By Franck Marchis
There will be a before and after Kepler Era in astronomy. Today, with the release of 1,202 exoplanet candidates from data collected with the Kepler spacecraft over 140 days of observation, we have just entered in a new age of astronomy.
The Kepler spacecraft is the 10th NASA Discovery mission launched in March 2009 which was designed to search for exoplanets by measuring almost continuously the brightness of 156,453 stars in a small 12 degree diameter patch of the sky. The 0.95m-telescope is able to detect attenuation of the host star located in the Cygnus, Lyra, Draco constellations which could be due to the transit of an exoplanet passing between its star and us. A transit gives direct estimate on the size of the exoplanet and its orbit.
On February 1, 2011, the Kepler team released the data from the first 136 days of operation of the spacecraft. An article (Borucki and 64 colleagues, 2011) summarizing the key results from these observations after a detailed data processing and careful analysis is about to be submitted. In this post, I am summarizing the key results of this remarkable work.
The Field of View of Kepler with the location of the
exoplanet candidates and their family classification per size
(credit: NASA-Kepler team) (Click on image for larger view)
The dim attenuation of light of the host start due to the passage of an exoplanet was identified by the Kepler team for 1,202 potential exoplanets. Because for most of them, the radial velocity measurement (due to the wobbling of the star due to the exoplanets) and the close vicinity of the star are not yet known, the genuineness of these exoplanets are not yet fully confirmed. A careful statistical analysis allowed the team to conclude that 80-90% of these candidates are probably real. You may know that the Extrasolar Planets Encyclopedia contains currently 519 exoplanets which were discovered over 15 years of observations. In 4 months of operation, the Kepler mission has tripled the number of known exoplanets.
More than just discoveries, the Kepler data gives us the opportunity to study statistically the properties of these exoplanets. For the first time, astronomers are able to define families of exoplanets arbitrary classified per size which are:
- 68 Earth-size exoplanets with a radius (Rp) of less than 1.25 Earth radius (Re)
- 288 super-Earth size exoplanets with 1.25 x Re < Rp ≤ 2.0 x Re
- 662 Neptune-size exoplanets with 2.0 x Re < Rp ≤ 6.0 x Re
- 165 Jupiter-size exoplanets with 6.0 x Re < Rp ≤ 15 x Re
- 19 very-large-size with 15.0 x Re < Rp ≤ 22 x Re
The figure below summarizes the candidate size versus orbital period and candidate equilibrium temperature. The horizontal lines mark the limit between these families of exoplanets. (Click on image for larger view)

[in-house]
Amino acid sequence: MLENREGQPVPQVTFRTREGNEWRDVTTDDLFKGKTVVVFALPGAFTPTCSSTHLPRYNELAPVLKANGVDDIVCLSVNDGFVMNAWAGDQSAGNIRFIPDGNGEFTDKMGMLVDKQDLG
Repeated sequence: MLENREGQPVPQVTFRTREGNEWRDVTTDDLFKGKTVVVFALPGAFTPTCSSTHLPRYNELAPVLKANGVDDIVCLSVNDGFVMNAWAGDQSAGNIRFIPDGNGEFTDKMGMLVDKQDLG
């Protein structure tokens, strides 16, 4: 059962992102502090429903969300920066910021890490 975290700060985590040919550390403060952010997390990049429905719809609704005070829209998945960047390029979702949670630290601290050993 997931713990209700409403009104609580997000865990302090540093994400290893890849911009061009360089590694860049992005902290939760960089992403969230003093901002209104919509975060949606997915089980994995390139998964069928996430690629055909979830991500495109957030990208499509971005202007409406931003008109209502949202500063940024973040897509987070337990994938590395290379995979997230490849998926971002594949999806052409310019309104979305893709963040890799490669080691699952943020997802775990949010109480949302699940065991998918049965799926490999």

Orbital period and estimated temperature of the exoplanet candidates
Several exoplanets orbit around M- and K- type stars, which have lower temperatures than our Sun. Consequently, the surface temperature of the exoplanets could permit the presence of liquid water. In their paper, the Kepler team lists ~60 candidates with sizes ranging from Earth-size to larger than that of Jupiter which are in the Habitability Zone of their host star. This is obviously one of the most remarkable results of this survey.
There is much more to say about this catalog of exoplanet candidates. For instance, we can now say that stars in our Milky Way galaxy are more likely to host small exoplanets since 75% of the Kepler catalog exoplanets are smaller than Neptune, with a peak of exoplanets only 2-3 times larger than Earth.
Using model predictions which take into account the probability of having the correct geometry to detect these exoplanets, the Kepler team extrapolated that 6% of the stars in our Milky way have Earth- and super-Earth size exoplanets, 17% of them have Neptune-size candidates and only 4% of them have Jupiter-size exoplanets.
However, only 14% of the host stars have multi-candidate systems, including one multi-planet system named Kepler-11 with 6 planets, which was also announced today. The lack of more distant exoplanets in the survey is probably an observational bias since Kepler was in operation for only 4 months, so the longest orbital period attainable currently with the Kepler data is ~140 day, corresponding to a distance of 0.5 AU from an host star. Since this is less than the distance between our sun and Venus, Kepler-11 is a surprising system with 6 Neptune-size exoplanets (Rp~2-4 Re) orbiting in a very compact configuration around their Sun-like host star. Multi-planet systems seem to be all astonishingly unique and interesting.
Artistic illustration of the multiple planetary system Kepler-11
(credit: Nature / NASA / Ames / JPL-Caltech / T. Pyle) (Click on image for larger view)
The Kepler mission is still in operation and new data is collected with a cadence of 30 min, on a time baseline significantly larger than this first catalog. We should expect in a few years to have a more accurate and complete catalog, which might contain smaller exoplanets, exoplanets orbiting at larger distances from their host star and even satellites of these exoplanets. The involvement of a large community of astronomers is now needed to confirm and refine this catalog by collecting additional observations.
Tonight if you look at the sky, you may consider to pause from your hectic life and think that among these 2,500 stars that can be seen without a telescope, a third of them may host an exoplanet. If it is not enough to appreciate the plurality of other worlds, you should remember that our Milky Way galaxy is composed of ~200 billion of stars. This first version of the Kepler catalog tells us that several hundred million of them could have an exoplanet with a surface temperature adequate to sustain liquid water.
That’s a lot of interesting worlds out there, now we just need to explore them.
Franck Marchis @AllPlanets